BENTINCK, Henry, Visct. Woodstock (c.1682-1726), of Titchfield, Hants.

Published in The History of Parliament: the House of Commons 1690-1715, ed. D. Hayton, E. Cruickshanks, S. Handley, 2002
Available from Boydell and Brewer



1705 - 1708
1708 - 23 Nov. 1709

Family and Education

b. c.1682, 2nd but 1st surv. s. of Hans Willem Bentinck, 1st Earl of Portland, by Anne, da. of Sir Edward Villiers of Richmond, Surr., knight marshal of the Household, sis. of Edward Villiers, 1st Earl of Jersey.  educ. travelled abroad (Italy, Germany) 1701–3.  m. 9 June 1704, Lady Elizabeth (d. 1733), da. and coh. of Wriothesley Baptist Noel†, 2nd Earl of Gainsborough, 3s. 7da. Styled Visct. Woodstock 1689–1709;  suc. fa. as 2nd Earl of Portland 23 Nov. 1709; cr. Duke of Portland 6 July 1716.1

Offices Held

Freeman, Southampton 1705.2

Capt. and brevet col. 1 Life Gds. 1710–13; ld. of bedchamber 1717–26; gov. and v.-adm. Jamaica 1721–d.3


The son of one of William III’s closest friends and favourites, Lord Woodstock was heir to a large fortune and vast estates in England, which had been lavished on his father by the King. While still a child, he was shown a mark of favour by Queen Mary when she allowed him to carry the sword of state before her at a ceremonial attendance at church, a duty never before entrusted to one so young. The family usually spent a part of each year in Holland, and in January 1698 Woodstock, with his tutor, the historian Rapin de Thoyras, accompanied his father on his embassy to Paris. Although his father surrendered most of his offices in 1700 from jealous pique at the influence with the King of his rival, Arnold Joost van Keppel, he was still highly regarded and trusted by William. When the King visited Holland in 1701 he paid Woodstock flattering attentions, promising him command of his father’s old cavalry regiment if Portland would permit him to return to England. Portland had other ideas, however, and in April 1701 Woodstock and his tutor set out on a grand tour, during which he was to pay his respects to the Electress Sophia of Hanover and her son. Sophia wrote to Portland that his son had been universally admired, while confiding to her niece that Woodstock had appeared to her to be very affected. Shortly after returning to England Woodstock married an heiress with a fortune of £60,000, who brought him the estate of Titchfield in Hampshire. At the same time, his father settled on him an income of £10,000 p.a.4

Woodstock first stood for Parliament at Southampton in 1705. Prior to the election it was reported that ‘Lord Woodstock’s friends in Hampton pretend they are sure of his election, he has already spent five hundred pounds’. This expenditure proved worthwhile, as he was returned in a contested election. His election was considered by Lord Sunderland (Charles, Lord Spencer*) as a gain for the Whigs. Woodstock was absent from the division on the Speaker on 25 Oct., though he was in the House on 8 Dec., when he was sent to desire a conference with the Lords on their resolution that anyone who suggested that the Church was ‘in danger’ was an enemy to the Queen. On 18 Feb. 1706 he was used as a messenger to the Lords once again, to desire a conference on the regency bill. However, he appears to have been inactive for the remainder of the 1705–8 Parliament. In 1708 he was noted as a Whig in two separate analyses of Parliament before and after the election of that year, at which he was returned for both Southampton and the county. He chose to sit for the county. On 30 Nov. he acted as a teller against a motion to adjourn further consideration of the merits of the double return for Dumfries Burghs, while on 5 Feb. 1709 he told against a motion that the Tory Sir Charles Blois, 1st Bt., had been duly elected for Dunwich, and on 29 Mar. he told in favour of the second reading of a bill from the Lords for improving the Union.5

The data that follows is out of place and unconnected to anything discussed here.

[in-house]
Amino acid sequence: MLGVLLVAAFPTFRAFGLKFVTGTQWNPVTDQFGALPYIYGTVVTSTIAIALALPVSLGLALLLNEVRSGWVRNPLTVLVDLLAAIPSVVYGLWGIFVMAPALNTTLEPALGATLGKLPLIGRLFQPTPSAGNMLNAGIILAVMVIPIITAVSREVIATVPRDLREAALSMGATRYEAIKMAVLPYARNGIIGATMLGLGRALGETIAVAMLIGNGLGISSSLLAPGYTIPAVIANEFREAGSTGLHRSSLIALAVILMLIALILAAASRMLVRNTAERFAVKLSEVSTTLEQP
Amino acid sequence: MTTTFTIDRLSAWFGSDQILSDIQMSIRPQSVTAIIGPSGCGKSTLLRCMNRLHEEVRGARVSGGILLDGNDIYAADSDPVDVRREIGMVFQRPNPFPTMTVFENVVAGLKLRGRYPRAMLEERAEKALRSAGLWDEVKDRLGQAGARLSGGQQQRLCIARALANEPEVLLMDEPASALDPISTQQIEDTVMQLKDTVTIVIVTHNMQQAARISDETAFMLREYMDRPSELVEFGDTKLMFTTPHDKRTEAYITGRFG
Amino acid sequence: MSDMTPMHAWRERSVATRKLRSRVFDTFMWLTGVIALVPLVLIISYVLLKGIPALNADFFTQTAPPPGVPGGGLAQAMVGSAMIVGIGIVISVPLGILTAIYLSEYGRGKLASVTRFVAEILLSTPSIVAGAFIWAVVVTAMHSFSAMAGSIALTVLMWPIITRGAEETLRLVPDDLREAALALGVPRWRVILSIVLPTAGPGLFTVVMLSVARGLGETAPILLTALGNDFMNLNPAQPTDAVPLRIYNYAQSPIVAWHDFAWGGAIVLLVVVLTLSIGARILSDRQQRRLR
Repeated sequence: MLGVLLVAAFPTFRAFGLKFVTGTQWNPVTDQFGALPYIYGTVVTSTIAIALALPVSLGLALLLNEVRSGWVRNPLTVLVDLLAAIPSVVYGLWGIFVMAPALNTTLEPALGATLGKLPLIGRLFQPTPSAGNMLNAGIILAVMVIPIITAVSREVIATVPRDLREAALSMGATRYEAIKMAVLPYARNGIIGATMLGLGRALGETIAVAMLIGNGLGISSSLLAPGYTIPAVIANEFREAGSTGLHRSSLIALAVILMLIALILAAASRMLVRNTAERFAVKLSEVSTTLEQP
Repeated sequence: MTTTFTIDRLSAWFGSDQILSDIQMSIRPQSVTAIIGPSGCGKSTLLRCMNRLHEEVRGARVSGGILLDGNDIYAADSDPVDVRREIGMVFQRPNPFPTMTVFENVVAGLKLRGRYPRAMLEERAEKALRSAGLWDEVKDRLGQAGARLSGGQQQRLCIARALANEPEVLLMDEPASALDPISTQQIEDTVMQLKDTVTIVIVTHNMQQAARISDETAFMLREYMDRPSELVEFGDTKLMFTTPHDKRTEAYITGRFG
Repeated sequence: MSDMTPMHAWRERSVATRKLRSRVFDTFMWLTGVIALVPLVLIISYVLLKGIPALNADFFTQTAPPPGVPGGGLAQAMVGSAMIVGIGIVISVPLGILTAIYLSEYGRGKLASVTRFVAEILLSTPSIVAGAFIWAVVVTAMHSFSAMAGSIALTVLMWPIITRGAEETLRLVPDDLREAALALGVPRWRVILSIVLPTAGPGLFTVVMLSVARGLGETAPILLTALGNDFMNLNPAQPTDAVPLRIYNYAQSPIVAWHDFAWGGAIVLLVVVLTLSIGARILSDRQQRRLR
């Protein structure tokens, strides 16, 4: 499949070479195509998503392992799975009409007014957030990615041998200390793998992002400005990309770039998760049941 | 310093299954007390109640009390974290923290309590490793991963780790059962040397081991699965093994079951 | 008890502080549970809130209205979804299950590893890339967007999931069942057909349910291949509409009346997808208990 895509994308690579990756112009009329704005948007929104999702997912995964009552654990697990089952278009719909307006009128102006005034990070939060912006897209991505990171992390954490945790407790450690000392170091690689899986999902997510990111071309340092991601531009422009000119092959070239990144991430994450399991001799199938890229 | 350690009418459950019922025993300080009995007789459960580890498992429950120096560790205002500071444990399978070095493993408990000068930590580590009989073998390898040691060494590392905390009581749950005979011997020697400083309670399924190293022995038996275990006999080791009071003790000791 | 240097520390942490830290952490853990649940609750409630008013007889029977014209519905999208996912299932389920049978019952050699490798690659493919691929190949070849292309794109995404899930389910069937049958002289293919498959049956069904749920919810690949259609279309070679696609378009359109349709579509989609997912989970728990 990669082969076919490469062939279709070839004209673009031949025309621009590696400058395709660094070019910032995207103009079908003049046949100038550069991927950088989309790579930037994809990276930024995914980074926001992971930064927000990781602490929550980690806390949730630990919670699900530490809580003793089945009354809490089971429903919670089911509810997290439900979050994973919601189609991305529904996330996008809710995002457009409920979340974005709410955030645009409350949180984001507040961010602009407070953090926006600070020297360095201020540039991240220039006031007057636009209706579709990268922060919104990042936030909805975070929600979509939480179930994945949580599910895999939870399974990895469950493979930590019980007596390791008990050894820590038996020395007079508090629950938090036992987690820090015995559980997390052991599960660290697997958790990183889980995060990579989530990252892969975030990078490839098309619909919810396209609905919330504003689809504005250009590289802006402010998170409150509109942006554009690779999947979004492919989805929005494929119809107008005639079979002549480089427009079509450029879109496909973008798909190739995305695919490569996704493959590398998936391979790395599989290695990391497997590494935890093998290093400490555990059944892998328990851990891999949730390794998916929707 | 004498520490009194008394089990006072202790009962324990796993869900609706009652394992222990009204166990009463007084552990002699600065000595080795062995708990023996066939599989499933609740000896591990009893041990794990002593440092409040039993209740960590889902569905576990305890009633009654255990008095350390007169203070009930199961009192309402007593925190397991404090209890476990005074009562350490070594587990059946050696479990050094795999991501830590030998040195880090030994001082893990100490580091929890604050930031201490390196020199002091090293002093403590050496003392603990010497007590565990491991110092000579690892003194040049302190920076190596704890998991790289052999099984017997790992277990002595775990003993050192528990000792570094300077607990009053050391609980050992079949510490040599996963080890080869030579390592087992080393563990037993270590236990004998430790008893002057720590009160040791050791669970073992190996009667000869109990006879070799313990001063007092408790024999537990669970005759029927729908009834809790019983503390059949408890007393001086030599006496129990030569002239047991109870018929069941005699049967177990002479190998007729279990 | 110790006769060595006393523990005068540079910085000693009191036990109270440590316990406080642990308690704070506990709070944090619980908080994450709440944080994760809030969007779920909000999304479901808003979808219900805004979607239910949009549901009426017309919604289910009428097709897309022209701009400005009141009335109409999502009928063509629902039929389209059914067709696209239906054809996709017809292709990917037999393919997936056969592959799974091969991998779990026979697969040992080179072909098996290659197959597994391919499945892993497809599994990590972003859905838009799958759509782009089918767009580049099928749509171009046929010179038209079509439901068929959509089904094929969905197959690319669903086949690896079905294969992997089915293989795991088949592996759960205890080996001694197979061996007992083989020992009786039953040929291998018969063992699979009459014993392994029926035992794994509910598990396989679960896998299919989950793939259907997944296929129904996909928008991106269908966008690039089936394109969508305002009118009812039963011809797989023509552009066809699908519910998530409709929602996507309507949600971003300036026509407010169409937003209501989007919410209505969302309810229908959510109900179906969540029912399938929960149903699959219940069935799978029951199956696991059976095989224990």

A few days after the start of the next session Woodstock’s succession to his father’s earldom disabled him from sitting in the Commons. He was now in possession of the principal family seat of Bulstrode in Berkshire, and of estates in Cheshire, Cumberland, Hertfordshire, Norfolk, Sussex, Westminster and Yorkshire, worth in all some £850,150. His father also left him £10,000 p.a. in the bank of Holland. The Dutch properties went to a younger brother. In the Lords he sat as a Whig but was of little political importance. Advanced to a dukedom in 1716, he suffered losses in the South Sea Bubble, and was made governor of Jamaica, where he died on 4 July 1726, in his 45th year. His body was returned to England and was buried in Westminster Abbey, in the vault of the dukes of Ormond.6

Ref Volumes: 1690-1715

Authors: Paula Watson / Ivar McGrath


  • 1. Boyer, Anne Annals, viii. 405; Top. and Gen. iii. 150, 377; Luttrell, Brief Relation, v. 433; F. Cundall, Govs. of Jamaica in 18th Cent. 104; M. E. Grew, Wm. Bentinck and Wm. III, 418.
  • 2. Southampton RO, bor. recs. SC3/2, f. 41.
  • 3. Cundall, 104, 115.
  • 4. Grew, 198, 389–94, 399–402; Boyer, 399–405; Luttrell, 433.
  • 5. Bath mss at Longleat House, Thynne pprs. 18, f. 50; Bull. IHR, xxxvii. 24; Nicolson Diaries ed. Jones and Holmes, 327, 404; PRO, 30/24/21/54–55.
  • 6. Grew, 414–16; Top. and Gen. 377; Egerton 1708, f. 272; HMC Laing, ii. 207; Cundall, 115.